Examining Arrest Probabilities Among Female and Male Offenders Using Incident Based Arrest Reports (NIBRS) for Violent Crime

Anne L. Stahl, University of Pittsburgh
Phyllis Coontz, University of Pittsburgh

ABSTRACT
This paper examines the gender-crime gap by analyzing the probability of arrest for female and male offenders arrested for violent crime using NIBRS data. For several decades there has been an ongoing debate in criminology (as well as the popular press) about changes in the nature and extent of female criminality. The data typically used for examining this debate based on UCR arrest data. One of the biggest shortcomings with UCR data has been that they cannot be disaggregated simultaneously by age, sex, and race, and thus cannot be used to predict the probability of arrest among specific offenders over time. The FBI's NIBRS system represents a sharp improvement over UCR limitations. As an incident-based reporting system, NIBRS data are collected on each single crime occurrence within 22 offense categories and are include detailed information about each crime. The addition of more comprehensive information, particularly information about the sex, age, and race of the offender for each incident allows for the calculation of arrest probabilities for specified groups arrested for specific crimes. Data are now available from 21 states (representing some 900 originating agencies) reporting consistently from 1996 through 2000. Although this 21-state sample is not sufficient to produce estimates of national trends, the data set does contain detailed records representing a census of aggravated assault and robbery incidents known to this set of law enforcement agencies and can potentially be valuable in addressing the ongoing debate in criminology about the convergence of crime rates for females and males.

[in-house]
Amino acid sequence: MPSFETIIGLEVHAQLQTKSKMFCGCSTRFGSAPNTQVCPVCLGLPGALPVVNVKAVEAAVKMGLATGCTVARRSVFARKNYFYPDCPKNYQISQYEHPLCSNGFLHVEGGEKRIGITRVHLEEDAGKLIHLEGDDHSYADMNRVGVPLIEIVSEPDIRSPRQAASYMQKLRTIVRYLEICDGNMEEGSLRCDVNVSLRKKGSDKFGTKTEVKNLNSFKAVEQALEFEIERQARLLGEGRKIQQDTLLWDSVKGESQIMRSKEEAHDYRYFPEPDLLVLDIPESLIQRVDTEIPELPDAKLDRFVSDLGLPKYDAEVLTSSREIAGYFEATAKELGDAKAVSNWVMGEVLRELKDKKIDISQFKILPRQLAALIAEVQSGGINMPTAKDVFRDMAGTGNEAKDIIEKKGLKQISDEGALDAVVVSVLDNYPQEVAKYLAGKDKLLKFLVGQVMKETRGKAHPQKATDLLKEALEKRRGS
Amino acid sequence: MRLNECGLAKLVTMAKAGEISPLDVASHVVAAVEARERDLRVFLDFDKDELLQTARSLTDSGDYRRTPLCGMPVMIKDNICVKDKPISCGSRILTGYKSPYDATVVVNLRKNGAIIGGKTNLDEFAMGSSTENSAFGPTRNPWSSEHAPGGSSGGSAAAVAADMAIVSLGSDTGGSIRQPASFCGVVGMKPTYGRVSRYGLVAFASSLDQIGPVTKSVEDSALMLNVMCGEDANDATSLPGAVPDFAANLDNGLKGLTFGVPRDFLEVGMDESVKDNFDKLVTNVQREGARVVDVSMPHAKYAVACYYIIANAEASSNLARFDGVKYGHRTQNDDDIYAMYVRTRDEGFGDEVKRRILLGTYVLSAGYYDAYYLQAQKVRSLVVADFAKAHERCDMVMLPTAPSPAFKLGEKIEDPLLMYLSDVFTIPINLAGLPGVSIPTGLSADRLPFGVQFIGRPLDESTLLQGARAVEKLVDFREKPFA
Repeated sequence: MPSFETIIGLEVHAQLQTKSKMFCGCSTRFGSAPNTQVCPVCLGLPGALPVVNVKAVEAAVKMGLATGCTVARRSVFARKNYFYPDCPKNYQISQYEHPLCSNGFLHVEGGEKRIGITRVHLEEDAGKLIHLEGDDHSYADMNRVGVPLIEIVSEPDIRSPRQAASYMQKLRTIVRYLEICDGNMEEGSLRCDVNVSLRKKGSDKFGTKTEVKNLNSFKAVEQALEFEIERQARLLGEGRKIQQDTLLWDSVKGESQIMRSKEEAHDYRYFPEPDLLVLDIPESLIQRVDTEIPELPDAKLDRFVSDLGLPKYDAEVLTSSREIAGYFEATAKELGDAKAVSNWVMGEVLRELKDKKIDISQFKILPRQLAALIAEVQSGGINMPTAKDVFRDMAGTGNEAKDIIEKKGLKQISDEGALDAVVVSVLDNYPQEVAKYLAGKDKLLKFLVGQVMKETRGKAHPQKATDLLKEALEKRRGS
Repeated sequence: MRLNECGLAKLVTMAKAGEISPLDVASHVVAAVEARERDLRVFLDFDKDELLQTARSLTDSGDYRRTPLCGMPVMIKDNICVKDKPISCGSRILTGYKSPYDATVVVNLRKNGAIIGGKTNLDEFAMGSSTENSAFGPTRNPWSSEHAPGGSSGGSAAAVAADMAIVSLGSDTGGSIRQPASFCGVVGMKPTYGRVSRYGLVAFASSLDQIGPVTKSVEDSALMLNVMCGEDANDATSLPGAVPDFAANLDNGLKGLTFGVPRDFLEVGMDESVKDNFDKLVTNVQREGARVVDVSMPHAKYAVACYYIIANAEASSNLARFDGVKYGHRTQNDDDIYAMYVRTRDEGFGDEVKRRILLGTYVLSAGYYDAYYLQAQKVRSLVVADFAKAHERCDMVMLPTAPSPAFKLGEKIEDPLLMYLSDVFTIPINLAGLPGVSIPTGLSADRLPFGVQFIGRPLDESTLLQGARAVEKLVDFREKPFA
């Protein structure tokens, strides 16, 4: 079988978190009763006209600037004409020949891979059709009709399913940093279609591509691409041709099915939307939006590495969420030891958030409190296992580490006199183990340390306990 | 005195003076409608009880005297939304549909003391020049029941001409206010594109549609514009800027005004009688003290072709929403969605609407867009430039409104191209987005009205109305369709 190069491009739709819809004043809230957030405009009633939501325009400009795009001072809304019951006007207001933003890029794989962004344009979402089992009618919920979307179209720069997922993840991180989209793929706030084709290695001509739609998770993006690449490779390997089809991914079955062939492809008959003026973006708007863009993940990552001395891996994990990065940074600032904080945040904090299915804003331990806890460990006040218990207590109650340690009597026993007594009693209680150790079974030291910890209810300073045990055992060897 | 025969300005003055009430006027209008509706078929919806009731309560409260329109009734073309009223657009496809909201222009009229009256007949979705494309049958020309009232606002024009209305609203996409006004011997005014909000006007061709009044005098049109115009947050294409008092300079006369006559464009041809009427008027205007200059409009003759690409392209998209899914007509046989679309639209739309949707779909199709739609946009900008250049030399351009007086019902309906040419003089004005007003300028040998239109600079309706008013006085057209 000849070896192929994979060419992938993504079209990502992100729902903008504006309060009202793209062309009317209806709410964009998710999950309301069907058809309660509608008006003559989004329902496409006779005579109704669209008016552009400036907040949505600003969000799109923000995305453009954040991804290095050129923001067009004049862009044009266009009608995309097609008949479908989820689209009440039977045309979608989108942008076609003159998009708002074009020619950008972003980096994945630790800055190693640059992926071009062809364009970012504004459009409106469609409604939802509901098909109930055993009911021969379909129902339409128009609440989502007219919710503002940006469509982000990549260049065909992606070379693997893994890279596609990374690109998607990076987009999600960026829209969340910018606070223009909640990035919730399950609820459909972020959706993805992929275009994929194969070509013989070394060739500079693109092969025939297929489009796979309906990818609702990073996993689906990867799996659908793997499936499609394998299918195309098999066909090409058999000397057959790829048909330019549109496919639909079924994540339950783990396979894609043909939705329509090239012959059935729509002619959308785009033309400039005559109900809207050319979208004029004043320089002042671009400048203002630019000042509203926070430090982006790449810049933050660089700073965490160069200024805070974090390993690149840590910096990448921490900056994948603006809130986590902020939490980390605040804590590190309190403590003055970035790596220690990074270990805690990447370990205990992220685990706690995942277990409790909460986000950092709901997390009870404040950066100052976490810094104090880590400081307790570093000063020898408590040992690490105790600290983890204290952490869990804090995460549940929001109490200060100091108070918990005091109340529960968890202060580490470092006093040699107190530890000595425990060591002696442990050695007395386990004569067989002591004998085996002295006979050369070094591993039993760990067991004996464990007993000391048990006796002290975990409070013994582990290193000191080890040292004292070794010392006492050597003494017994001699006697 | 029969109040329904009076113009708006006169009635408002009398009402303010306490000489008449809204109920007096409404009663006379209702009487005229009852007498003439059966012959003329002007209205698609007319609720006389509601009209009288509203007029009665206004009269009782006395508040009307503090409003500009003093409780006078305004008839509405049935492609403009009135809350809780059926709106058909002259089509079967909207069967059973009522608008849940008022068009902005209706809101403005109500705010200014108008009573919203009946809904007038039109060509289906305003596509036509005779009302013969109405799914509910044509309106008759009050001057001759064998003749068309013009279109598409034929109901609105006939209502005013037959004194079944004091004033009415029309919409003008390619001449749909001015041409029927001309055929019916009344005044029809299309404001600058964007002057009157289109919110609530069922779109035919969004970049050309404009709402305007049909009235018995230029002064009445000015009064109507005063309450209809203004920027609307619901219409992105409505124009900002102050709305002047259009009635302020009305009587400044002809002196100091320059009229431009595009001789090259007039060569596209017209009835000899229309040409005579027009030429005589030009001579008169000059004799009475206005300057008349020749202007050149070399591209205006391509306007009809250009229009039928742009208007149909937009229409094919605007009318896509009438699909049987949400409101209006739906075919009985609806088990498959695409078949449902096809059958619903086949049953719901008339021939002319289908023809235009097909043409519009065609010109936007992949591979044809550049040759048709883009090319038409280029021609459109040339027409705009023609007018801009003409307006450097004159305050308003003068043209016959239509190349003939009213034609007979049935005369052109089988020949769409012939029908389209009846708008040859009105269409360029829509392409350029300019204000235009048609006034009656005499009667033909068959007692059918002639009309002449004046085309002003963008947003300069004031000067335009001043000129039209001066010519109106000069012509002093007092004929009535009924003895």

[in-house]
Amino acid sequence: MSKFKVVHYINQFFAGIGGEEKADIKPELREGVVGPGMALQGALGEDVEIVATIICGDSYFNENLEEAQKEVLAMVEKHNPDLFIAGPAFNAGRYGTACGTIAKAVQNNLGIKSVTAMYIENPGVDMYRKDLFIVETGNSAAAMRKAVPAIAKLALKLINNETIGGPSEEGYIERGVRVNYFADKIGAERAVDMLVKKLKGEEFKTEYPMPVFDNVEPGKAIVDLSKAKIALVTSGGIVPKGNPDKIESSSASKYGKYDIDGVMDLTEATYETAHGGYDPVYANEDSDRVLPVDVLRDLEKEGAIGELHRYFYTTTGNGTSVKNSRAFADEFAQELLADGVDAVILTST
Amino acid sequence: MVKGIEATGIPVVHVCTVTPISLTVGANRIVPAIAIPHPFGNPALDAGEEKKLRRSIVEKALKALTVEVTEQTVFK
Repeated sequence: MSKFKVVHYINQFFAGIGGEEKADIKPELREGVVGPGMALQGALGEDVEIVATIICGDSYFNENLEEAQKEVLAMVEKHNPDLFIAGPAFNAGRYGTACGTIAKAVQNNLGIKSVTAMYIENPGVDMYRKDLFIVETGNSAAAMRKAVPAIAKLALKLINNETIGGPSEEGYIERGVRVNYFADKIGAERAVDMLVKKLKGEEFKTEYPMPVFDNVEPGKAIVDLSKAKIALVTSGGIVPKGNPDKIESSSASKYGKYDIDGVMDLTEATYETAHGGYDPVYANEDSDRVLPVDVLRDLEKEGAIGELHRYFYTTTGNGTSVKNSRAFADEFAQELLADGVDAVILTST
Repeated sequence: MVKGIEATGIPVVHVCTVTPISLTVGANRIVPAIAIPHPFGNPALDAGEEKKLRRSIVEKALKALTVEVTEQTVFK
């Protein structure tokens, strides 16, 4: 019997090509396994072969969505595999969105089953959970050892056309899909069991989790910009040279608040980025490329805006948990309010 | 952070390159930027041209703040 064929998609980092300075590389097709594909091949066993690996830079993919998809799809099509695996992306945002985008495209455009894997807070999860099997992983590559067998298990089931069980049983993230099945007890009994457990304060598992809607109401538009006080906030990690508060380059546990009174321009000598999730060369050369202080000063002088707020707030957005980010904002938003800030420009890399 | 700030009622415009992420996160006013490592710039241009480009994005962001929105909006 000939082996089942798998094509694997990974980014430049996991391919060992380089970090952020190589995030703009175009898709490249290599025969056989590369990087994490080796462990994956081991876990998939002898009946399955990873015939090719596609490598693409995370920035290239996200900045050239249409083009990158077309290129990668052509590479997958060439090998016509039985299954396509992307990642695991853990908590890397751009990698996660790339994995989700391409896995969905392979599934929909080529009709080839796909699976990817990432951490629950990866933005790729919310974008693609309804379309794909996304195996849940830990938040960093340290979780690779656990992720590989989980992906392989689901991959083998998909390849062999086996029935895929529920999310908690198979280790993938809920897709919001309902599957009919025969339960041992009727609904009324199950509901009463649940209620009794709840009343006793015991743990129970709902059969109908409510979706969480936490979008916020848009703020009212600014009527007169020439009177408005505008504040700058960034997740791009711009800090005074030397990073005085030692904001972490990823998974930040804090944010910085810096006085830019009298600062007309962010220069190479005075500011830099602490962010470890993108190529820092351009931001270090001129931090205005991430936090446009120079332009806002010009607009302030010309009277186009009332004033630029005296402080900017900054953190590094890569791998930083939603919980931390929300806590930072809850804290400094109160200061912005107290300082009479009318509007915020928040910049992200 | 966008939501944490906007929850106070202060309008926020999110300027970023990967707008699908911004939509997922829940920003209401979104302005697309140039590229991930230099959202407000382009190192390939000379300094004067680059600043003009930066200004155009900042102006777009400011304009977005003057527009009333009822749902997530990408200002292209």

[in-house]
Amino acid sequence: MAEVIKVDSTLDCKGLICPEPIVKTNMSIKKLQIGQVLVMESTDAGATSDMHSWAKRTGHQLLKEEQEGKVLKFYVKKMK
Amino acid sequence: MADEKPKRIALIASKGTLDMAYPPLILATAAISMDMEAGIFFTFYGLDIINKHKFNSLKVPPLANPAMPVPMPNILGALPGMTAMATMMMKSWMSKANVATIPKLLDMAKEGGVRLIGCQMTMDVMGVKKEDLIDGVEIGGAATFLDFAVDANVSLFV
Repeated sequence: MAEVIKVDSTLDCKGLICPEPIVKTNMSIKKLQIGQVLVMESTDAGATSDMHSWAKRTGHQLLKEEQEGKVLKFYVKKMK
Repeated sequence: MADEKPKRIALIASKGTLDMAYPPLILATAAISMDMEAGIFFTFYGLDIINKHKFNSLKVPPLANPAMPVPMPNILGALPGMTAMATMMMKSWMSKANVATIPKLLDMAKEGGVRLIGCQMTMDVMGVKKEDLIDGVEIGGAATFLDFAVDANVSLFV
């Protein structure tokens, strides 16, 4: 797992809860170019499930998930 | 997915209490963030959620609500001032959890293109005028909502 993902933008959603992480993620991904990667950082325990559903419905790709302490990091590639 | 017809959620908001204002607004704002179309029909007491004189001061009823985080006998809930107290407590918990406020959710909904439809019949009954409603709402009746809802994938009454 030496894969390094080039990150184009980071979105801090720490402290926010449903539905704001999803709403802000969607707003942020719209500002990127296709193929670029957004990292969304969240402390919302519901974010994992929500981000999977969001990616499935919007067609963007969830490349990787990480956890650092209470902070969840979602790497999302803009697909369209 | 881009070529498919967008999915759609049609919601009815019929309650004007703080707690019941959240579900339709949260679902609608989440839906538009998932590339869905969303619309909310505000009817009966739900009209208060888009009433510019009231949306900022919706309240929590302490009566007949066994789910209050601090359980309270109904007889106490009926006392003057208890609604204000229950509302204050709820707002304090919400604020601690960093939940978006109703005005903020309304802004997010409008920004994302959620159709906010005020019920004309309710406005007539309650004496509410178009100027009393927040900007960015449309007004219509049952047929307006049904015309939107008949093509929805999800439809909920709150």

In preliminary analyses, offer some surprising findings. For example, the strongest predictor of arrest among females for robbery is offenders age--rather than for example offender's race, weapon, victim's race. The strongest predictor of arrest among males for robbery is whether there was an injury to the victim. To our knowledge, NIBRS data have not been used to examine the gender-crime gap, and our analyses raise a number of interesting issues about relevance of age for females.

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Updated 05/20/2006